11th Circuit: Stock drop doesn’t prove losses were tied to fraud

By Alison Frankel
July 25, 2012

It is the rare securities fraud class action that goes to trial. Typically, once shareholders have survived a motion to dismiss and won certification of a class, defendants pull out their wallets. Settlements may not come until summary judgment motions are decided and a mediator has entered the case, but they are a near certainty for class actions that get past the preliminaries. Only a vanishingly small number of securities fraud cases go to trial.

So every time an appeals court considers a trial verdict in a class action, it’s news. On Monday, the 11th Circuit Court of Appeals ruled that a jury verdict against BankAtlantic cannot stand, but not because of the inconsistent verdict sheet responses that led U.S. District Judge Ursula Ungaro to grant the bank’s post-trial motion for judgment as a matter of law. Instead, the 11th Circuit panel offered a tutorial on how shareholders should link their losses to the defendants’ misstatements – and concluded that, in this case, plaintiffs’ counsel at Labaton Sucharow and Kessler Topaz Meltzer & Check failed to untangle losses due to the alleged fraud from losses attributable to Florida’s collapsing real estate market.

The ruling, written by 11th Circuit Judge Gerald Tjoflat for a panel that also included Judge William Pryor and Senior Judge Peter Fay, comes too late for all of the securities class action defendants that have tried and failed to blame the economic crisis for declines in their share price. But going forward, it’s sure to be cited whenever defendants argue that shareholders must be able to distinguish losses caused by a corporation’s misstatements from losses due to the economy’s decline. In that regard, the 11th Circuit has reinterpreted the U.S. Supreme Court’s landmark 2005 loss causation ruling, Dura Pharmaceuticals v. Broudo, for the post-recession age.

The appellate decision vindicates an argument that BankAtlantic’s lawyers at Stearns Weaver Miller Weissler Alhadeff & Sitterson have been making since the Florida bank was originally sued in 2007. The plaintiffs asserted that BankAtlantic hid ballooning losses in its commercial real estate portfolio from shareholders. According to shareholders, when the bank finally disclosed its exposure, first in a Securities and Exchange Commission filing in April 2007 and more completely in October 2007 filings, its share price plunged: from $10.55 to $9.99 in April and from $7.65 to $4.72 in October. But BankAtlantic has said all along that the losses were the result of its exposure to Florida’s real estate market, not of an alleged coverup.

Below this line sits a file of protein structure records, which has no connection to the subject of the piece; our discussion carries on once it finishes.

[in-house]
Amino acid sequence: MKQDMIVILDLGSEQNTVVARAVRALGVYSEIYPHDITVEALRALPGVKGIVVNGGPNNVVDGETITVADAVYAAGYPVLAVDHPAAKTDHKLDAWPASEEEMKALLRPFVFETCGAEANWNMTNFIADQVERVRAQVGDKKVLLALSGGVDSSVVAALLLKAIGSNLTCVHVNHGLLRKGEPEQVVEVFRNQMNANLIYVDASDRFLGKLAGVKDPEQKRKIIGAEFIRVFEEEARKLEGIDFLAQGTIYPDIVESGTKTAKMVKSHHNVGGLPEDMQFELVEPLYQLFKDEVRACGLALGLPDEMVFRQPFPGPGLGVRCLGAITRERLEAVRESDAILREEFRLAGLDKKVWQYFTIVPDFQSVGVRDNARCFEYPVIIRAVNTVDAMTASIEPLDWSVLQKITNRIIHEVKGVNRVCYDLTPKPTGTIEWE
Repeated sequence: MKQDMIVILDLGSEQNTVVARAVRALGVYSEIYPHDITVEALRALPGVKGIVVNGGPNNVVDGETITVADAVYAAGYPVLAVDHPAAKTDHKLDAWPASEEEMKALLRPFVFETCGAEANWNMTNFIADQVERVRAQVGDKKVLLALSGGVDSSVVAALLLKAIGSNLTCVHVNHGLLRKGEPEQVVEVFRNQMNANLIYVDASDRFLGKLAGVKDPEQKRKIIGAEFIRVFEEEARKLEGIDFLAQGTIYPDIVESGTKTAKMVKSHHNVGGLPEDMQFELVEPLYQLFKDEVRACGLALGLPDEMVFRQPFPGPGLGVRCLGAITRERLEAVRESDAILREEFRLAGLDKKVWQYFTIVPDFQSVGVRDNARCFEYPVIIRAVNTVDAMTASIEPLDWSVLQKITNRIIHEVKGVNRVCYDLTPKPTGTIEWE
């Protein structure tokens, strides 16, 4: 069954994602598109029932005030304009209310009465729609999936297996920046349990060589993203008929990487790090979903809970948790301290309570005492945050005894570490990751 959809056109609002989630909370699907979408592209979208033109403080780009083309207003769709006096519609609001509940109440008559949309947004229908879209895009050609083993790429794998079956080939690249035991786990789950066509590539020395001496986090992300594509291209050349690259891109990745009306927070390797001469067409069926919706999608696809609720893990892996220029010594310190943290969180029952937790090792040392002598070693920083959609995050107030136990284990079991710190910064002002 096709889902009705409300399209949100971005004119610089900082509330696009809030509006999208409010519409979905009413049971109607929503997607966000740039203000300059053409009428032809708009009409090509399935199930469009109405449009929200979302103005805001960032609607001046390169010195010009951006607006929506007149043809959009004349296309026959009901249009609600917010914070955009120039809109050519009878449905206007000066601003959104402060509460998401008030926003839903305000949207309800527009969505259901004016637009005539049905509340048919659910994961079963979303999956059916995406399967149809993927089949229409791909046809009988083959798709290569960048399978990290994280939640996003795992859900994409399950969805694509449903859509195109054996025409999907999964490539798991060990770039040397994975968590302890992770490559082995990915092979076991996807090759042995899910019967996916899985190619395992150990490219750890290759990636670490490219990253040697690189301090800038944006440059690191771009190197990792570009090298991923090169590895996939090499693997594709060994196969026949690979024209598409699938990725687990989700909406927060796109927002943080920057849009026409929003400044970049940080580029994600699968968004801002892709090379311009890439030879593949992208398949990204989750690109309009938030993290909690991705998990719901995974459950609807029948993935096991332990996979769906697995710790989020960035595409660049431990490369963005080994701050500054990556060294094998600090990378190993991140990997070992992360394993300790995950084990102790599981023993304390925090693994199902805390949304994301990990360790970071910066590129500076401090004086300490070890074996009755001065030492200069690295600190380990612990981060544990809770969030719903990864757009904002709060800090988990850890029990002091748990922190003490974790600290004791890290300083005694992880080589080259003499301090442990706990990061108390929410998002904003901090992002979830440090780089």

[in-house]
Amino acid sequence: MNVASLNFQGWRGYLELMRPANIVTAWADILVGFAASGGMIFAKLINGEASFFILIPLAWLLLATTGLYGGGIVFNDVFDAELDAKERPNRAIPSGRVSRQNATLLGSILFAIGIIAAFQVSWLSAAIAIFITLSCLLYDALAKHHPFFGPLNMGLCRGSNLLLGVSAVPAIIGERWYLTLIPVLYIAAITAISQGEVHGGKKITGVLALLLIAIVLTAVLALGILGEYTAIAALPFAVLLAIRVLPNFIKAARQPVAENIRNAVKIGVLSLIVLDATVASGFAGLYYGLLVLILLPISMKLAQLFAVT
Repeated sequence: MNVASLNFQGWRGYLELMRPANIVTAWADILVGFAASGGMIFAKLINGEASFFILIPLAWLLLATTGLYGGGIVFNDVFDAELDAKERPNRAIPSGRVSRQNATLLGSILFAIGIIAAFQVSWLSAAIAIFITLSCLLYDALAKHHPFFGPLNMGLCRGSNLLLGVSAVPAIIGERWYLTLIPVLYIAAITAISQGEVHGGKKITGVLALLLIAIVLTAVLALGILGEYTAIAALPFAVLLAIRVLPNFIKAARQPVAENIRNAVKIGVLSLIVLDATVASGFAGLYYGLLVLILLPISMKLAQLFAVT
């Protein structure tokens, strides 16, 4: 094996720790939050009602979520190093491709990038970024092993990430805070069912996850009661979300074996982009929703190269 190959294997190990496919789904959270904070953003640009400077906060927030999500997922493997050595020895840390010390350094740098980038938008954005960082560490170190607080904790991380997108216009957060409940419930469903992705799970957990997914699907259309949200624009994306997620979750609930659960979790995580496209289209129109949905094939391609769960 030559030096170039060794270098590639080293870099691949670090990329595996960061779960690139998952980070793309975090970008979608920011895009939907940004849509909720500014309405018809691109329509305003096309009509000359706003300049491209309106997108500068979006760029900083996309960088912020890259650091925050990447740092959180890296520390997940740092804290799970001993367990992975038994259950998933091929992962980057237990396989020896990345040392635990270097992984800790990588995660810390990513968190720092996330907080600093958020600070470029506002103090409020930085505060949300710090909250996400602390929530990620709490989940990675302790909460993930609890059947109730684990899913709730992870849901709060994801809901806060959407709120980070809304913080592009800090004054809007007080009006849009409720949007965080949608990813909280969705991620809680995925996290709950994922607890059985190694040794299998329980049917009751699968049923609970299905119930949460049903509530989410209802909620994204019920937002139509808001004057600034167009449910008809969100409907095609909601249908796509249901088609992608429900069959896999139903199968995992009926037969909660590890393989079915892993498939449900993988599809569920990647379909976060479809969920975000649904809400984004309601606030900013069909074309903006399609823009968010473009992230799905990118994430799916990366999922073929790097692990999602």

If anything, BankAtlantic lead counsel Eugene Stearns told me Tuesday, the bank should have been hailed for keeping shareholders informed about looming losses. “The whole case was Alice in Wonderland,” he said. “Of all the companies that should not have been sued, this was the one.”

The 11th Circuit didn’t go that far, but it faulted the methodology of the plaintiffs’ lone expert on loss causation, a financial analyst who tried to distinguish BankAtlantic’s performance from the market as a whole by performing a statistical “event study,” comparing BankAtlantic to the S&P 500 and the Nasdaq bank index. That wasn’t good enough for the appellate panel. “To succeed in a fraud-on-the-market case, it is not enough to point to a decline in the security’s price after the truth of the misrepresented matter was revealed to the public,” the opinion said. “The plaintiff must also offer evidence sufficient to allow the jury to separate portions of the price decline attributable to causes unrelated to the fraud, leaving only the part of the price decline attributable to the dissipation of the fraud-induced inflation.” The lead plaintiff, State-Boston Retirement System, didn’t make the necessary distinction, the court said, because it “failed to adequately separate losses caused by fraud from those caused by the 2007 collapse of the Florida real estate market. The jury therefore did not have a sufficient evidentiary basis to conclude that the fraud was a substantial contributing factor in bringing about the class’s losses.”

I left a phone message for class counsel Mark Arisohn of Labaton, who argued for shareholders before the 11th Circuit on March 21. He didn’t get back to me.

 

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